How to Make a Book Available to Everyone

oldbookDo you own an out-of-copyright genealogy or family history book? Perhaps your local library or genealogy society owns such books? If so, would you like to make the books available to everyone?

A newsletter reader sent an email message to me and described a genealogy book she had found in a collection of items inherited from a recently-deceased relative. She wanted to make the book available to a member of the family described in the book but wasn’t sure how to find an interested descendent of that family. My suggestion: Don’t give the book to just one person who might read it and then put it on the shelf, hidden from all the other descendants. Instead, give it to everyone.

You can find a number of organizations that accept book collections and digitize them. However, the majority of these organizations are set up to accept dozens, if not hundreds, of books at one time. The receipt of a single book is not practical when the scanning process is geared for accepting, cataloging, and scanning large numbers of books at once.

Archive.org is an exception.

The well-known and highly respected 501(c)(3) nonprofit organization accepts one book, hundreds of books, or even thousands of books at one time. Each book is digitized and made available online at no charge. Anyone can use Google or other search engines to find books on Archive.org and elsewhere. For instance, a Google search for “Jingleheimer Schmidt genealogy” will find online genealogy books for the Jingleheimer Schmidt family. Clicking on the link within Google will immediately transfer the user to a digital image of the book.

Archive.org adds about about 1,000 books every day in 30 different scanning centers in eight countries around the world. As a result, individuals download roughly 20 million books each month from the Archive.org web site. By contributing your book to Archive.org, you make it available to a huge audience. The book you contribute becomes permanently available for the next generation.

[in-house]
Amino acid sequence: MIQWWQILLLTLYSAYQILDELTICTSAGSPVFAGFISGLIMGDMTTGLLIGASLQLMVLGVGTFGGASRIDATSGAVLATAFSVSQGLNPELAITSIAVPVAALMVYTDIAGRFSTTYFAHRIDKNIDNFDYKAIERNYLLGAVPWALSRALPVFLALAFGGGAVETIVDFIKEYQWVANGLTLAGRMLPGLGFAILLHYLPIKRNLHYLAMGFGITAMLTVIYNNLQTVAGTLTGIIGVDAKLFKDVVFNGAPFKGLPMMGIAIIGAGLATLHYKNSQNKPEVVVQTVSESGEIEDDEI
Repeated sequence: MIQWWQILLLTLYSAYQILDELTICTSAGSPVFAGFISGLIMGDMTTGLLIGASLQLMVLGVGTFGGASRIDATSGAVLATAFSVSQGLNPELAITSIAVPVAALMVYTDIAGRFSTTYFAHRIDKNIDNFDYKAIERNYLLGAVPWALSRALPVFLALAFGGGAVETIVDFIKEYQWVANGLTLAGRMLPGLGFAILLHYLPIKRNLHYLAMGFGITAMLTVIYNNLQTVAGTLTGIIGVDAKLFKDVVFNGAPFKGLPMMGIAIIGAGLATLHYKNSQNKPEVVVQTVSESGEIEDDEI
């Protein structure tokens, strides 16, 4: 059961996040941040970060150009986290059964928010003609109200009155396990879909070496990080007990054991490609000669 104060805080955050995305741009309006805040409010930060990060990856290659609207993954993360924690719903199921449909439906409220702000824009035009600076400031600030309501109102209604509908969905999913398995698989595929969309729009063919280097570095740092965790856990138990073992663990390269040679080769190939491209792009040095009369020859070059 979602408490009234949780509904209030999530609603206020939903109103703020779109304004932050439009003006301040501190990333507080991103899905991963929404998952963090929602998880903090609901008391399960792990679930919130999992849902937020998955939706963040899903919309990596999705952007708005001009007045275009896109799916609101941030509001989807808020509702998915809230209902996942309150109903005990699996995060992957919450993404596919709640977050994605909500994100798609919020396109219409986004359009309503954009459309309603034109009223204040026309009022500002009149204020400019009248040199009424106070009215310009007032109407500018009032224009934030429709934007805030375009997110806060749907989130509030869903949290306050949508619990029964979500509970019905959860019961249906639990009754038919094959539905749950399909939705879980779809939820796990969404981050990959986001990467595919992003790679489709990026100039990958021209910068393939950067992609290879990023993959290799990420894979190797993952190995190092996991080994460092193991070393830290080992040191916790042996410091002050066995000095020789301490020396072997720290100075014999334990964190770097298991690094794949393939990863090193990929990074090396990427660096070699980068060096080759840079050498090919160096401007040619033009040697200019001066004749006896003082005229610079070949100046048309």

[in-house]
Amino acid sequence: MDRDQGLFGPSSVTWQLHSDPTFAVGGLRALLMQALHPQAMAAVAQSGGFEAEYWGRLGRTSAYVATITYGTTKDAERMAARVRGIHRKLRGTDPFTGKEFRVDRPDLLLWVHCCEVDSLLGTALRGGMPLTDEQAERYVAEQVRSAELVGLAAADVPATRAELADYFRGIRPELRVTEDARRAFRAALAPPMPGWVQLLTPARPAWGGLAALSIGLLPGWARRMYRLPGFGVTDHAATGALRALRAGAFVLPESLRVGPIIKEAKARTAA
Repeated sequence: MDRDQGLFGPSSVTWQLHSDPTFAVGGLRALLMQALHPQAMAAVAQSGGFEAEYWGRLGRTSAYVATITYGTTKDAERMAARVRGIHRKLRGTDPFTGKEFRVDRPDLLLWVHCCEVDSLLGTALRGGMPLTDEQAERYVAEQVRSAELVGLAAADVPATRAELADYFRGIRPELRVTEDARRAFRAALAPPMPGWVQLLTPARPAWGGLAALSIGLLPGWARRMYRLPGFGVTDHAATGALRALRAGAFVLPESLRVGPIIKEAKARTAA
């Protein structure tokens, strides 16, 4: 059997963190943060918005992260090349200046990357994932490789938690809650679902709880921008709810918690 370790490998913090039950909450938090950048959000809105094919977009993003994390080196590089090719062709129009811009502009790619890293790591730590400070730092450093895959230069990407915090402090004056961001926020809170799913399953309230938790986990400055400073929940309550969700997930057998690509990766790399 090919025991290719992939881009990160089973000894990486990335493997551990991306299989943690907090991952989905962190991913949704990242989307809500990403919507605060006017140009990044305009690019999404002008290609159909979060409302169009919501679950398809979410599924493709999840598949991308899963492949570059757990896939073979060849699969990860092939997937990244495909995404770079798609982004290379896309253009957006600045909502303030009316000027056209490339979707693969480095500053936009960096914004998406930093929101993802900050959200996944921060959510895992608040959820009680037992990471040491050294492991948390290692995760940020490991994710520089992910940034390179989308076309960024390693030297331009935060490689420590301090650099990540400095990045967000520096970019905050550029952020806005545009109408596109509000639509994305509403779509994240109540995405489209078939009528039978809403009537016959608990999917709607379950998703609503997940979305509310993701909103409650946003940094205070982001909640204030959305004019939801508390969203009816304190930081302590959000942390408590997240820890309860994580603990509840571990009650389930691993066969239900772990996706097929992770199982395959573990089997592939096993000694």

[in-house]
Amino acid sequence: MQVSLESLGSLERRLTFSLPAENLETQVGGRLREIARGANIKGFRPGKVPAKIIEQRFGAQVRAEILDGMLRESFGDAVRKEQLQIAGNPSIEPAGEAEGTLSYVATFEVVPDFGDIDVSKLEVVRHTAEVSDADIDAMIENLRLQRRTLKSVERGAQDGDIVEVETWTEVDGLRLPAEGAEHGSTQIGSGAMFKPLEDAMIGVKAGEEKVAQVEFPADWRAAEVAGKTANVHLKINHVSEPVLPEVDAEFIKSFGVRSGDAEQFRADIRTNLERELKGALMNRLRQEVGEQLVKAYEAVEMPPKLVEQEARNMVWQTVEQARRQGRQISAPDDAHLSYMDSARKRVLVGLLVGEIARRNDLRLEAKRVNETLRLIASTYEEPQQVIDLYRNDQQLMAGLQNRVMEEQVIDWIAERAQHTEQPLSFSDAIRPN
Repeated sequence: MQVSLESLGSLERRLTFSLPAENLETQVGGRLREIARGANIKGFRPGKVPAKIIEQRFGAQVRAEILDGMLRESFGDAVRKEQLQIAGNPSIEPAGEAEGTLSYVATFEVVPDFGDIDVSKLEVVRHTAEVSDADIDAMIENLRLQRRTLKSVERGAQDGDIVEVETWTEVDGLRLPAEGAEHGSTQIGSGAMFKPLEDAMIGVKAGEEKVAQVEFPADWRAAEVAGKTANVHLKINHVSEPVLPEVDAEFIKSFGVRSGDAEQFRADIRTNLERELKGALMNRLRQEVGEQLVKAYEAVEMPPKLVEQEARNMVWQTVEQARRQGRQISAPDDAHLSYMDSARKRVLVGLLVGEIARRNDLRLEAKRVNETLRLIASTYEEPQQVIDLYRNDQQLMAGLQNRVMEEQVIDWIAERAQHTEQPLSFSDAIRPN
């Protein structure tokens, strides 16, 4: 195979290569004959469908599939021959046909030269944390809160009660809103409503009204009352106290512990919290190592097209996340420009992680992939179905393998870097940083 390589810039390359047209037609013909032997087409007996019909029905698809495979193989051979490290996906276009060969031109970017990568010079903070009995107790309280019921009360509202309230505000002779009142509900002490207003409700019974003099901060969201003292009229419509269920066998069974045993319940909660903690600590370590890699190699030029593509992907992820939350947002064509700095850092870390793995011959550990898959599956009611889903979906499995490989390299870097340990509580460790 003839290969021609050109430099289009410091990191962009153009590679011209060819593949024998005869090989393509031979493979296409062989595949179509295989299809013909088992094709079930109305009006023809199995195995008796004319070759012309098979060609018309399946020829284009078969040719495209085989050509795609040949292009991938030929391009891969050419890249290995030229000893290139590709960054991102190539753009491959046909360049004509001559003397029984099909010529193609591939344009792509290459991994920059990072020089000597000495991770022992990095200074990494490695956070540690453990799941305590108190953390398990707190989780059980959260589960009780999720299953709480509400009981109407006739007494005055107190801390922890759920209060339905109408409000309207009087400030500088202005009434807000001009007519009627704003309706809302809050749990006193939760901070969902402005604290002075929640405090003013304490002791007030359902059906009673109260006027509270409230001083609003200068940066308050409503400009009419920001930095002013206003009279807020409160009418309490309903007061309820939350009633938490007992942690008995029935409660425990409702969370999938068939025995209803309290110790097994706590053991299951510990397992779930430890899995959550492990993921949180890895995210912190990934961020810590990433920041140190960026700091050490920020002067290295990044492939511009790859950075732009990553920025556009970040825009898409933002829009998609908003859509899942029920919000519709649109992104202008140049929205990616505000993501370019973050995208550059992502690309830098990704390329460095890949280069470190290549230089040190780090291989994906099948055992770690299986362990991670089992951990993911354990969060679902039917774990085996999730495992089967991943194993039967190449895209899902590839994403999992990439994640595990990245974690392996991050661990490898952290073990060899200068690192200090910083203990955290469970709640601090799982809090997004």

Perhaps the best method is for the person who has the book to scan it and upload the scanned images, if possible. Obviously, that person needs to have a scanner and some knowledge of using it. The advantage is that, once completed, the person keeps the book and can either shelve it or give it away, as he or she pleases. However, if a scanner is not available, the book can be sent to Archive.org and will be digitized and made available by that organization.

Books may be sent to:

Internet Archive
BOOK DONATIONS
300 Funston Avenue
San Francisco, CA 94118

Again, all this is available at no charge although Archive.org does accept donations. See https://archive.org/donate/ for details. There is no charge to the person who contributed the book and no charge to the person who searches for and finds the book in the future.

You can learn more about Archive.org at http://archive.org and especially at http://goo.gl/Ry7MgL.

You can learn more about contributing books, music, videos, pictures and more at http://archive.org/about/faqs.php#Texts_and_Books.

You might also want to read Digitize the Planet, a wiki that describes how anyone can turn their old pamphlets and other ephemera into something that’s safe, open, and searchable by the general public. See http://digitize.archiveteam.org/index.php/Main_Page.

Dick_Eastman_and_Brewster_KahleFinally, you can watch my interview of Brewster Kahle, the founder of Archive.org, that is available on the Archive.org web site (naturally!) at https://archive.org/details/AnInterviewWithBrewsterKahle.

In the words of the founder of Internet Archive, Brewster Kahle, “Universal access to all knowledge can be done, and I think it’s the opportunity of our generation.”

14 Comments

I bet Brewster Kahler has back problems, sitting as he does (especially with his hands clasped over his knees, as at the start of the video). Apologies for being off topic, but when you’ve had back problems yourself it’s painful to see others making the same mistakes!

Like

Archive.org is PURE gold. I get lost when I visit.

Like